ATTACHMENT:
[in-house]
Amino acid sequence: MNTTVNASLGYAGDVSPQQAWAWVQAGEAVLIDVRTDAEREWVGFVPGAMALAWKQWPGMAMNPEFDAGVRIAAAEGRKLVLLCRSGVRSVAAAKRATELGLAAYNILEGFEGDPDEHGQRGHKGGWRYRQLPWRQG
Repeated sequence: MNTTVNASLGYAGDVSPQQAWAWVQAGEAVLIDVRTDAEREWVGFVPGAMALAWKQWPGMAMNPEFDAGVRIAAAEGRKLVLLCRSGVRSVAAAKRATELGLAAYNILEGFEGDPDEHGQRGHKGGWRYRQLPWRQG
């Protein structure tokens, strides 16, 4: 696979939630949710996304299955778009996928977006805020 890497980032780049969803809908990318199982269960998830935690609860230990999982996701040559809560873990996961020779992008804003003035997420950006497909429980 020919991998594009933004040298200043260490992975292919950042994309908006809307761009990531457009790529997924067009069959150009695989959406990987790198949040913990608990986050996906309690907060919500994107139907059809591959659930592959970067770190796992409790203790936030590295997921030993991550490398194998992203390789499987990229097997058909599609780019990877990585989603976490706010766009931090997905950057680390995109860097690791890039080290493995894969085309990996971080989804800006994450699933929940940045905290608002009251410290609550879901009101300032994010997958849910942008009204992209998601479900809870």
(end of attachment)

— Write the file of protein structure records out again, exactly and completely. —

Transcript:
[in-house]
Amino acid sequence: MNTTVNASLGYAGDVSPQQAWAWVQAGEAVLIDVRTDAEREWVGFVPGAMALAWKQWPGMAMNPEFDAGVRIAAAEGRKLVLLCRSGVRSVAAAKRATELGLAAYNILEGFEGDPDEHGQRGHKGGWRYRQLPWRQG
Repeated sequence: MNTTVNASLGYAGDVSPQQAWAWVQAGEAVLIDVRTDAEREWVGFVPGAMALAWKQWPGMAMNPEFDAGVRIAAAEGRKLVLLCRSGVRSVAAAKRATELGLAAYNILEGFEGDPDEHGQRGHKGGWRYRQLPWRQG
């Protein structure tokens, strides 16, 4: 696979939630949710996304299955778009996928977006805020 890497980032780049969803809908990318199982269960998830935690609860230990999982996701040559809560873990996961020779992008804003003035997420950006497909429980 020919991998594009933004040298200043260490992975292919950042994309908006809307761009990531457009790529997924067009069959150009695989959406990987790198949040913990608990986050996906309690907060919500994107139907059809591959659930592959970067770190796992409790203790936030590295997921030993991550490398194998992203390789499987990229097997058909599609780019990877990585989603976490706010766009931090997905950057680390995109860097690791890039080290493995894969085309990996971080989804800006994450699933929940940045905290608002009251410290609550879901009101300032994010997958849910942008009204992209998601479900809870």